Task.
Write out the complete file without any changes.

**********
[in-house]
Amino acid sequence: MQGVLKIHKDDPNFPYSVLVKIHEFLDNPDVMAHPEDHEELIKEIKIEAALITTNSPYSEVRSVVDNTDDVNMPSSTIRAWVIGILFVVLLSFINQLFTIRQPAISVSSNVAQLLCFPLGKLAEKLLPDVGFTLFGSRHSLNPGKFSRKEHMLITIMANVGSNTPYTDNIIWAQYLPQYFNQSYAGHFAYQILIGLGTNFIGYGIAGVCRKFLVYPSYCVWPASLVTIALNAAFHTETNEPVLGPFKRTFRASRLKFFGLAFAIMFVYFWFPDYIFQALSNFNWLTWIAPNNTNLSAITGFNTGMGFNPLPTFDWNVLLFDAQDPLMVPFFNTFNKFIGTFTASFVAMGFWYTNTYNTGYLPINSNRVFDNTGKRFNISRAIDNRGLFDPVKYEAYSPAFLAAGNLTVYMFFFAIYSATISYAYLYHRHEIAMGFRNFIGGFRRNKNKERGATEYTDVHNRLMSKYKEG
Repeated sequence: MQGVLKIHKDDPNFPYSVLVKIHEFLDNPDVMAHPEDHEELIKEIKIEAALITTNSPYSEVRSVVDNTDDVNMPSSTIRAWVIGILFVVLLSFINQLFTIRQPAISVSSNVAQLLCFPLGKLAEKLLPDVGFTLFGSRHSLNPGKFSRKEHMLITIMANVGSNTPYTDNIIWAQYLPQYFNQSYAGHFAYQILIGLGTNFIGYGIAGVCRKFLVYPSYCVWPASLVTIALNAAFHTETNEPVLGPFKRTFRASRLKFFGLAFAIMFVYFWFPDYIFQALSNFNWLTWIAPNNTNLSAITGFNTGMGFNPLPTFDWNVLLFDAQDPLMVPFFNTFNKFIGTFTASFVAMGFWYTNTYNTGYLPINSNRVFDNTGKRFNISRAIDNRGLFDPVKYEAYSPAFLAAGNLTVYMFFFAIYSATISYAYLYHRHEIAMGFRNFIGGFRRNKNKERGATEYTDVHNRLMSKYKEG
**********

[in-house]
Amino acid sequence: MQGVLKIHKDDPNFPYSVLVKIHEFLDNPDVMAHPEDHEELIKEIKIEAALITTNSPYSEVRSVVDNTDDVNMPSSTIRAWVIGILFVVLLSFINQLFTIRQPAISVSSNVAQLLCFPLGKLAEKLLPDVGFTLFGSRHSLNPGKFSRKEHMLITIMANVGSNTPYTDNIIWAQYLPQYFNQSYAGHFAYQILIGLGTNFIGYGIAGVCRKFLVYPSYCVWPASLVTIALNAAFHTETNEPVLGPFKRTFRASRLKFFGLAFAIMFVYFWFPDYIFQALSNFNWLTWIAPNNTNLSAITGFNTGMGFNPLPTFDWNVLLFDAQDPLMVPFFNTFNKFIGTFTASFVAMGFWYTNTYNTGYLPINSNRVFDNTGKRFNISRAIDNRGLFDPVKYEAYSPAFLAAGNLTVYMFFFAIYSATISYAYLYHRHEIAMGFRNFIGGFRRNKNKERGATEYTDVHNRLMSKYKEG
Repeated sequence: MQGVLKIHKDDPNFPYSVLVKIHEFLDNPDVMAHPEDHEELIKEIKIEAALITTNSPYSEVRSVVDNTDDVNMPSSTIRAWVIGILFVVLLSFINQLFTIRQPAISVSSNVAQLLCFPLGKLAEKLLPDVGFTLFGSRHSLNPGKFSRKEHMLITIMANVGSNTPYTDNIIWAQYLPQYFNQSYAGHFAYQILIGLGTNFIGYGIAGVCRKFLVYPSYCVWPASLVTIALNAAFHTETNEPVLGPFKRTFRASRLKFFGLAFAIMFVYFWFPDYIFQALSNFNWLTWIAPNNTNLSAITGFNTGMGFNPLPTFDWNVLLFDAQDPLMVPFFNTFNKFIGTFTASFVAMGFWYTNTYNTGYLPINSNRVFDNTGKRFNISRAIDNRGLFDPVKYEAYSPAFLAAGNLTVYMFFFAIYSATISYAYLYHRHEIAMGFRNFIGGFRRNKNKERGATEYTDVHNRLMSKYKEG